Against Interpretation

In Susan Sontag's most famous essay, "Against Interpretation," she wrote,

Interpretation is a radical strategy for conserving an old text, which is thought too precious to repudiate, by revamping it. The interpreter, without actually erasing or rewriting the text, is altering it. But he can't admit to doing this. He claims to be only making it intelligible, by disclosing its true meaning.

Most approaches to dream analysis uphold the idea that the dreamer, rather than the dream worker, is the ultimate authority on the meaning of the dream.  While leaving the interpretation up to the dreamer is on the surface a good way to avoid the biases or "projections" of the dream worker, it doesn't solve the underlying problem that gives rise to invasive projections. Sontag argues that the deeper fallacy is to  pursue interpretation in the first place. That is, she says that the real error is treating art (and dreams) as equivalent to their "content," and then setting about to reveal what that content is. The content is usually thought of as the dream's assumed "symbolized" meaning. For Freud, it was the disguised hedonistic desire to express some unacceptable sexual or aggressive impulses. For Jung, it was the individuation urge expressing itself through archetypes, or the compensating function of the psyche attempting to restore balance. For art, it's the artist's conscious or unconscious message that they intend to convey through the form. But regardless it has to be "revealed," and that's where interpretation comes in.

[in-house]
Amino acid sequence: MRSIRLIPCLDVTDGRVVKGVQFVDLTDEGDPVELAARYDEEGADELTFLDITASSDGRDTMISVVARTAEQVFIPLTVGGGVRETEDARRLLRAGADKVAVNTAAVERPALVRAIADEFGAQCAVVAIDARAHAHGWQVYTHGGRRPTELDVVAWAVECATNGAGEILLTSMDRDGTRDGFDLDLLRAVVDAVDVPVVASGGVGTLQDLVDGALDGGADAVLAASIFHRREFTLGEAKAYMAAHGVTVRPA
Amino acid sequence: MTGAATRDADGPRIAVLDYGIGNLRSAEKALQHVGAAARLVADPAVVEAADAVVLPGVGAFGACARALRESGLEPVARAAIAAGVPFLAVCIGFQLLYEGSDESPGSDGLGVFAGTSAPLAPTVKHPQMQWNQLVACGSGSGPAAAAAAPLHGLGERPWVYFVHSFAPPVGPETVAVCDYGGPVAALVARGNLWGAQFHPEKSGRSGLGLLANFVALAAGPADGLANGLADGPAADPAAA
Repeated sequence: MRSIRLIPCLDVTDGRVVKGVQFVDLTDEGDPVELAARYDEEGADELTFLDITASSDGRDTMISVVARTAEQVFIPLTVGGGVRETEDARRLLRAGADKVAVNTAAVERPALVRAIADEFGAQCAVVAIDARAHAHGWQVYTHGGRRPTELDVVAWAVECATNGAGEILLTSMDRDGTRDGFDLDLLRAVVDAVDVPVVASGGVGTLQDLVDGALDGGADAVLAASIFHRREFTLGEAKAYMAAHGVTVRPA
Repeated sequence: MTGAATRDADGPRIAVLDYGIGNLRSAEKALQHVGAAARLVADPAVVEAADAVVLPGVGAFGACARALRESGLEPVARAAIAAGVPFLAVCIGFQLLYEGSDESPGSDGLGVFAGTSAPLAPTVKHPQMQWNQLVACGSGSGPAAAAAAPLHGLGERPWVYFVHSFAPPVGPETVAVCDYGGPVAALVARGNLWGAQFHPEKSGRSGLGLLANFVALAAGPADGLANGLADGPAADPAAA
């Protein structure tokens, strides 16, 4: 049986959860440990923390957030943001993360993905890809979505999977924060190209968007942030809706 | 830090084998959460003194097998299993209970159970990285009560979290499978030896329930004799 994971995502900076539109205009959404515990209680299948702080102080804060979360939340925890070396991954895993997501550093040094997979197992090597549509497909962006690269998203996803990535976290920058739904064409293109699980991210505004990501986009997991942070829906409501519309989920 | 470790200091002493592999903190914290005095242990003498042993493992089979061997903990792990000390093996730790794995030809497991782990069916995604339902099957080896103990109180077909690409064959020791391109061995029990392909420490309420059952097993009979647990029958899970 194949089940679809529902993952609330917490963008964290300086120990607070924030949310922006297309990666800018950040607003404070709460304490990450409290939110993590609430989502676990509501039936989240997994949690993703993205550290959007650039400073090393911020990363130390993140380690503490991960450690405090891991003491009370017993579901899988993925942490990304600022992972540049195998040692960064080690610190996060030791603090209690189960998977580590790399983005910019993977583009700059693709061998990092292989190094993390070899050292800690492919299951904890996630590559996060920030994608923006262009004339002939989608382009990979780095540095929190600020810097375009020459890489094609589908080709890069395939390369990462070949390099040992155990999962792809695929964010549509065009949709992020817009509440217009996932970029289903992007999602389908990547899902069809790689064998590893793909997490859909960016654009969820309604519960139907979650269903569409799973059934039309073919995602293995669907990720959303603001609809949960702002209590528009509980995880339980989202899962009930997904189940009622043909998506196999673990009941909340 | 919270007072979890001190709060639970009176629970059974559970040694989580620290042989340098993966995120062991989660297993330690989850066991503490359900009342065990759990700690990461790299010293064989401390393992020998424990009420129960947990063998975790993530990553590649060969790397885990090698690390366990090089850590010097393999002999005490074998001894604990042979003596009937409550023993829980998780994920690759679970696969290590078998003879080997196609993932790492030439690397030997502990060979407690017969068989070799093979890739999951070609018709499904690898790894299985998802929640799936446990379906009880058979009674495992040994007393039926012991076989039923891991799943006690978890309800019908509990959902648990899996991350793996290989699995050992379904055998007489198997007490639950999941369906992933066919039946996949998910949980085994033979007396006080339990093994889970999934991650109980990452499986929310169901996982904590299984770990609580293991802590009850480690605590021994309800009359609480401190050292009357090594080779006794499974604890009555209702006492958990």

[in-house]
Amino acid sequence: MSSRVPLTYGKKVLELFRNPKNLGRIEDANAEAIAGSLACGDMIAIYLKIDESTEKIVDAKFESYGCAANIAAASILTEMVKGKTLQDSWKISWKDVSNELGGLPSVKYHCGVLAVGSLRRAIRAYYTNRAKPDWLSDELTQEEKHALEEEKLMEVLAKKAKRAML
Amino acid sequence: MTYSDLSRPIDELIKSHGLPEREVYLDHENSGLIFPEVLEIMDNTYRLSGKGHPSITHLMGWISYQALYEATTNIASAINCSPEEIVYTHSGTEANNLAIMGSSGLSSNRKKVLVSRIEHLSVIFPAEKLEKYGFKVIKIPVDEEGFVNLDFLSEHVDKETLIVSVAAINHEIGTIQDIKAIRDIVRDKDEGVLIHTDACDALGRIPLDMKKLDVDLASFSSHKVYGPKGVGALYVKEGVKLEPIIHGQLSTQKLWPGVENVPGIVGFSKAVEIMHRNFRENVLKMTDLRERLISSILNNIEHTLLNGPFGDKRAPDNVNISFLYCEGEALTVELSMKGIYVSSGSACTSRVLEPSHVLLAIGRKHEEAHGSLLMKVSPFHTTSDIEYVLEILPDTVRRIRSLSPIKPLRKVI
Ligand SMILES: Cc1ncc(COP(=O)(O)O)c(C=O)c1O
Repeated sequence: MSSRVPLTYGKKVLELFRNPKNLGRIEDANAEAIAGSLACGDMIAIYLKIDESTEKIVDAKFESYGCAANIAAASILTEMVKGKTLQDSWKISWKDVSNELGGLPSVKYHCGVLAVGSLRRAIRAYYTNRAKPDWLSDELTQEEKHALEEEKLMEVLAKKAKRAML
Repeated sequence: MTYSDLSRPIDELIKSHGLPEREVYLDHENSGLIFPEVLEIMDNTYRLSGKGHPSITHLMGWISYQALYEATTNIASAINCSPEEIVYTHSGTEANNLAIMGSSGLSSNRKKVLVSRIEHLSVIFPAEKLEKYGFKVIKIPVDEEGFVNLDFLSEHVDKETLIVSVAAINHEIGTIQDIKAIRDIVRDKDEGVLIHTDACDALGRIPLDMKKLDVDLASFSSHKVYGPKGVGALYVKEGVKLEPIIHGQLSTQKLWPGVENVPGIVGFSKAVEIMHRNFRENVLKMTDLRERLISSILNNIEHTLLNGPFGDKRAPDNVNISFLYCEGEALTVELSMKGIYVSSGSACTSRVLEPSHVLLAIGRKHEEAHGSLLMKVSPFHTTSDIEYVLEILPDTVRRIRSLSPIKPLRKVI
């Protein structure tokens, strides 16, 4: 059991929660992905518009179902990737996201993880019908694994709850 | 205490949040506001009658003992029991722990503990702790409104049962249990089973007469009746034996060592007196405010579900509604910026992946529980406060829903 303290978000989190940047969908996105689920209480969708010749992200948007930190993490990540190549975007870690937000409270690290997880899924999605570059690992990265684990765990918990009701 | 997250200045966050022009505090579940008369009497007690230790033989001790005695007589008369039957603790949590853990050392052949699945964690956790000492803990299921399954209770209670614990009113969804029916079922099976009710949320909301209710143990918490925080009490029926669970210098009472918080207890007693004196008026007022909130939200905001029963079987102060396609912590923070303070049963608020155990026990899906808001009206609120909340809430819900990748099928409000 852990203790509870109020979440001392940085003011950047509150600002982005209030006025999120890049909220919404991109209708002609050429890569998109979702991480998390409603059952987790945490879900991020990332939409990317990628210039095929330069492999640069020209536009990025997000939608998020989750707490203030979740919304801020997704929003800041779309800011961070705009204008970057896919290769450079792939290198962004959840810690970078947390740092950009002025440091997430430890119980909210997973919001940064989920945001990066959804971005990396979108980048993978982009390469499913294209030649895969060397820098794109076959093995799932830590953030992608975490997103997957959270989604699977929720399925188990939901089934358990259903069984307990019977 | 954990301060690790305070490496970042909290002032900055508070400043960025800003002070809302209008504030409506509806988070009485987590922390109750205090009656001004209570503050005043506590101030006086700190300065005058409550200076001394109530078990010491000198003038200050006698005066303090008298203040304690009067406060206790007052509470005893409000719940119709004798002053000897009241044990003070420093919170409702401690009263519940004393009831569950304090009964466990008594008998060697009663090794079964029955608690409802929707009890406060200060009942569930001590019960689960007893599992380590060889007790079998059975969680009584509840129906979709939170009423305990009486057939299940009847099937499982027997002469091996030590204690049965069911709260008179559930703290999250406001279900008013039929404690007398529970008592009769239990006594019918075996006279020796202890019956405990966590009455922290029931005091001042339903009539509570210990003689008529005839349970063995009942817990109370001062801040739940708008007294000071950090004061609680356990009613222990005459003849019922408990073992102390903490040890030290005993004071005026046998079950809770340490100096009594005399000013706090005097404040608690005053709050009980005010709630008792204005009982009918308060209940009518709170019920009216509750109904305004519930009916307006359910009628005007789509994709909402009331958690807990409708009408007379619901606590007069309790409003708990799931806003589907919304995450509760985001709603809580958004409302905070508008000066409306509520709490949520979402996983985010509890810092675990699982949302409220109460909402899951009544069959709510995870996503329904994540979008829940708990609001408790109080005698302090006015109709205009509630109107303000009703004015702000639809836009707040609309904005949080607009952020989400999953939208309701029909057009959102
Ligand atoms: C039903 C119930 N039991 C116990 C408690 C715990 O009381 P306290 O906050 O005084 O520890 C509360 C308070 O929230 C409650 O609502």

It is very hard to overturn two millenia of thinking about understanding dreams. The mind synthesizes what it sees and renders it meaningful if it can. But there is an alternative to the revelation of the dream's underlying content. It is simply put, an exploration of the relationship between dreamer and dream imagery. This dimension is already largely revealed by the story or narrative that the dreamer reports upon awakening, but is largely overlooked when the intent of the analyticial process is to reveal something that is not already manifest. By focusing on the relationship, we stay  tethered to what is actually there, and what is actually happening. When we add our associations to the imagery, using noninvasive methods such as amplification or Gestalt dialoguing in the larger context of exploring the dreamer-dream relationships, we arrive at a holistic approach that is phenomenologically congruent with the dreamer's own experience. We don't abandon the dreamer's story or alter it with our analytical brilliance, all in the name of "disclosing it's true meaning." To put it in Sontag's words again:

What the overemphasis on the idea of content entails is the perennial, never consummated project of interpretation.


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